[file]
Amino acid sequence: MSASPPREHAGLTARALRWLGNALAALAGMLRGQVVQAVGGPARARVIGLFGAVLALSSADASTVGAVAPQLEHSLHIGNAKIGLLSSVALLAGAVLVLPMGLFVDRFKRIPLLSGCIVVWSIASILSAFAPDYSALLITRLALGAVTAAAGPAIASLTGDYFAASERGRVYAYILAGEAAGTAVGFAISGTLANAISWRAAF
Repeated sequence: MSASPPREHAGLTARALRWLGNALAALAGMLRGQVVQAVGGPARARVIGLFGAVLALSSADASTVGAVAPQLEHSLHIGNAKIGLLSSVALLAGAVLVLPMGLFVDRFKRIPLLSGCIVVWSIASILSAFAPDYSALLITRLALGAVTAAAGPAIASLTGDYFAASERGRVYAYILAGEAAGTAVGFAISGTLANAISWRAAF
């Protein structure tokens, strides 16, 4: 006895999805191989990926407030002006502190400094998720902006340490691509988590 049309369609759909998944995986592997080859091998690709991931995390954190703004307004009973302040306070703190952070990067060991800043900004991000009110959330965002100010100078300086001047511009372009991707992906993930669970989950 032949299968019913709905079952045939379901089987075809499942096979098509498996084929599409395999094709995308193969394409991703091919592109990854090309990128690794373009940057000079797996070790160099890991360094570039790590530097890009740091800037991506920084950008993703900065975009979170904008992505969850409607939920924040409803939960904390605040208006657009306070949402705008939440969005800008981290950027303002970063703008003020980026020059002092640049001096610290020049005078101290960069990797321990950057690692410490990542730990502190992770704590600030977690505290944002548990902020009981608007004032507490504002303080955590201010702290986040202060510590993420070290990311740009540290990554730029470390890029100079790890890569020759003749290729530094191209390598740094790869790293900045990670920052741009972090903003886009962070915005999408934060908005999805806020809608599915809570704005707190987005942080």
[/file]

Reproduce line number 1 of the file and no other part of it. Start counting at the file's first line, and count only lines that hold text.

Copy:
Amino acid sequence: MSASPPREHAGLTARALRWLGNALAALAGMLRGQVVQAVGGPARARVIGLFGAVLALSSADASTVGAVAPQLEHSLHIGNAKIGLLSSVALLAGAVLVLPMGLFVDRFKRIPLLSGCIVVWSIASILSAFAPDYSALLITRLALGAVTAAAGPAIASLTGDYFAASERGRVYAYILAGEAAGTAVGFAISGTLANAISWRAAF